In the end, it was published by a small obscure three-woman feminist collective (it was only the second book they produced), and typeset by students at a university newspaper, with an initial print run of just 2,000 copies. The book, which contained numerous typographical errors, was launched at an event at a teacher’s training college.
The year after its humble beginnings, the bone people won the Oscars of world literature, against the odds and against such literary heavyweights as Peter Carey, Doris Lessing and Iris Murdoch. The somewhat controversial win showcased writing from New Zealand to an international audience, who would perhaps only be aware of the likes of modernist short story writer Katherine Mansfield or Janet Frame, who explored madness and language.
Hulme’s contribution, blending indigenous myth and Celtic symbology, and set in a distinctly wild coastal New Zealand setting, is described as “an unusual story of love”’ or in the Amazon blurb “a true evocation of loneliness and attempts by deeply flawed people to connect to each other”. The main character of three, part-Māori artist Kerewin is convinced that her solitary life is the only way to face the world. How autobiographical is it, you ask? The more you delve into it, the more you find similarities with the unusual literary star, who increasingly got dubbed “reclusive” by the media because she wished to remain out of the limelight.
Part of the legend around Hulme is about the surprising success of her debut novel. She didn’t fancy her chances of winning the Booker Prize, so was in the US when the awards ceremony was held in London (plumes of cigarette smoke swirled up in the film footage) — she was the only contender not in the audience at London’s Guildhall. When she was called in her Salt Lake City hotel room during the event, she didn’t believe the news down the phone line. “You’re pulling my leg, aren’t you?” she said, “Oh, bloody hell.”
She was full of self-doubt. The literary world had a mixed response to her breakout novel. “Set on the harsh South Island beaches of New Zealand, bound in Māori myth and entwined with Christian symbols, Miss Hulme’s provocative novel summons power with words, as a conjurer’s spell,” wrote one New York Times review. “She casts her magic on three fiercely unique characters, but reminds us that we, like them, are ‘nothing more than people’, and that, in a sense, we are all cannibals, compelled to consume the gift of love with demands for perfection’.
Another review in the same publication was more critical. “It’s not so much that the novel offers ‘a taste passing strange’ as the author notes in the preface — interior monologues, disjointed narratives and vulgar language, after all, are hardly news these days. It’s more that the novel is unevenly written, often portentous, and considerably overlong.” The Guardian described the bone people as “a morass of bad, barely comprehensible prose.”
Even one of the Booker Prize judges, Joanna Lumley, was against it being picked as the winner, saying its subject matter was ‘indefensible’. A recent article described the bone people as one of the most divisive novels in Booker Prize history. The four words to sum up the book were violent, disturbing, poetic and striking.
While dismissed by some as unreadable and pretentious, in New Zealand the novel combining reality with dreams was seen as a masterpiece by others with its vision of a society regenerated by the adoption of Māori values and spirituality. For some, it challenged their worldview and sense of place at home in the world. Author Joy Cowley wrote, “Keri Hulme sat in our skulls while she wrote this work . . . she has given us — us.”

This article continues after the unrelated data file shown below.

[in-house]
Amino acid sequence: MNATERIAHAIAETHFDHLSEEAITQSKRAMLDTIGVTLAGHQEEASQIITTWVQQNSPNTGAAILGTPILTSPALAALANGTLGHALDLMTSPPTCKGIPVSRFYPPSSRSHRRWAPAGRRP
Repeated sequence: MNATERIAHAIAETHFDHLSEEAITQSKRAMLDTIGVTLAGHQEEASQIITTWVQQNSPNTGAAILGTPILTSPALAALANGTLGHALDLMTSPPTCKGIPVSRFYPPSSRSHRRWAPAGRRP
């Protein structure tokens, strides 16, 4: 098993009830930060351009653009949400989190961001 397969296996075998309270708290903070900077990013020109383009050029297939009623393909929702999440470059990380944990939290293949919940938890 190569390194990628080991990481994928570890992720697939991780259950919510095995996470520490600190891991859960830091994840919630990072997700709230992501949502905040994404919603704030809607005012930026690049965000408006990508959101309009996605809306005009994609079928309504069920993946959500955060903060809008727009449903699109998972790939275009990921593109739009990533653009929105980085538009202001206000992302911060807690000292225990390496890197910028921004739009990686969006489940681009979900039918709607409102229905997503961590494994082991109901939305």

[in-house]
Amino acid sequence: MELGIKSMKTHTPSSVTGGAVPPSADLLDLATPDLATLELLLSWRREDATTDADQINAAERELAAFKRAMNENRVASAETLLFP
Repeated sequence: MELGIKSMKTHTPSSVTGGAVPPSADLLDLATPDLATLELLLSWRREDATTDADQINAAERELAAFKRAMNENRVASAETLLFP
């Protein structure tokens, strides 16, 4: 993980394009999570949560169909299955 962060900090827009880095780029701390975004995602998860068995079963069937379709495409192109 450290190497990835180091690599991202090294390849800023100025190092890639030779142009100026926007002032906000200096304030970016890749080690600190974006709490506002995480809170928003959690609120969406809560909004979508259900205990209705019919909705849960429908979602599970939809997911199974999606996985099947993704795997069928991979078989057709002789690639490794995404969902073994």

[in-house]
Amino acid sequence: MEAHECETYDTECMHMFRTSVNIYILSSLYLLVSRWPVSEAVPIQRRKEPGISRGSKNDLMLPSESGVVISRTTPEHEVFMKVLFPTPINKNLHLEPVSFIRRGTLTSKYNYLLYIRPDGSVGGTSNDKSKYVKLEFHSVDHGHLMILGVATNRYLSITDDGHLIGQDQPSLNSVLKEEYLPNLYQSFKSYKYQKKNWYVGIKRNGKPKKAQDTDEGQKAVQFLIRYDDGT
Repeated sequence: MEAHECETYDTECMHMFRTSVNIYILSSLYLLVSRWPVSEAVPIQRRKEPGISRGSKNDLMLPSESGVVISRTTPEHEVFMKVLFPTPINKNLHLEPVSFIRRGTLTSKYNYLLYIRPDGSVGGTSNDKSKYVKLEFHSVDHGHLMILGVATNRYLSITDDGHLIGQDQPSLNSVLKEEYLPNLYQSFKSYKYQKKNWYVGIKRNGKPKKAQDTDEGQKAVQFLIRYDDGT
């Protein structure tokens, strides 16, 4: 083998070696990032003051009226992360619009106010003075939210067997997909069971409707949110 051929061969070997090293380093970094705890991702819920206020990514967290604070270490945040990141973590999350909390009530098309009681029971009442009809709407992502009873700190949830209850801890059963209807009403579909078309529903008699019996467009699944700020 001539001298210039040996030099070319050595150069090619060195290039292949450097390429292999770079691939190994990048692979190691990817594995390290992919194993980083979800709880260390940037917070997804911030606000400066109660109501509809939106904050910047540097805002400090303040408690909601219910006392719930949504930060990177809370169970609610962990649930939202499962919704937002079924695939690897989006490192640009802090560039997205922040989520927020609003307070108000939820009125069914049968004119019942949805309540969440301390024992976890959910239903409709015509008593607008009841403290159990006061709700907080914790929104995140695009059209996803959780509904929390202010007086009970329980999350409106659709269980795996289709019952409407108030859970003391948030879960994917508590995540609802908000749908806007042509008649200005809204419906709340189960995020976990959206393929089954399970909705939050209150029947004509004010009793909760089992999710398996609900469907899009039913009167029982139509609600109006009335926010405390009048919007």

Keri said she wanted the novel to harmonise New Zealand’s two major cultural influences, indigenous Māori and European-descendent settlers (she herself shared both heritages). If you were to discover other authors who have explored in new ways what it means to be Māori, look up works by Patricia Grace and Witi Ihimaera, or for a raw look at the debilitating effect urban life has had on Maori, Alan Duff’s Once Were Warriors.
By the time I returned to Okarito the following August holidays to write a story for the Youth Hostel Association, the secluded hamlet had grown in population with the addition of a few more hardy souls and holiday houses, I only saw Keri a few times. One time, after gutting some snapper, she was off to clear the mailbox and collect the newspaper at the highway junction (there was no shop in the township). Another time she was cleaning a gun, bespectacled, and wearing her trademark red bush shirt. Like Hemingway, Keri liked hunting, (she favoured a .22 Ruger rifle among her collection of guns, swords and knives), and often took to the forest in search of deer.
Another time she was assembling poles, screens, nets, waders and buckets for the official start of the white baiting season. My father had worked in marine administration for decades, which included the monitoring of whitebait jetties and official seasons, so I knew a few things about the obsession. “Are the whitebait running yet?” I asked as she made the finishing touches to repairing nets. “Any day now,” she replied, looking expectedly towards the clouds billowing in the west. The season officially started the following day, and she had already checked her favoured locations for a 5am start. Normally a night owl and late riser, even her writing routine was swept aside for the ten weeks of the season when she was out trying to catch the coveted tiny fish. While throughout the year she might be catching rig or kahawai in the surf, netting for flounders in the lagoon, or trying to land salmon or trout in the rivers, her main springtime preoccupation was catching whitebait, the prized juveniles of migratory Southern Hemisphere fish.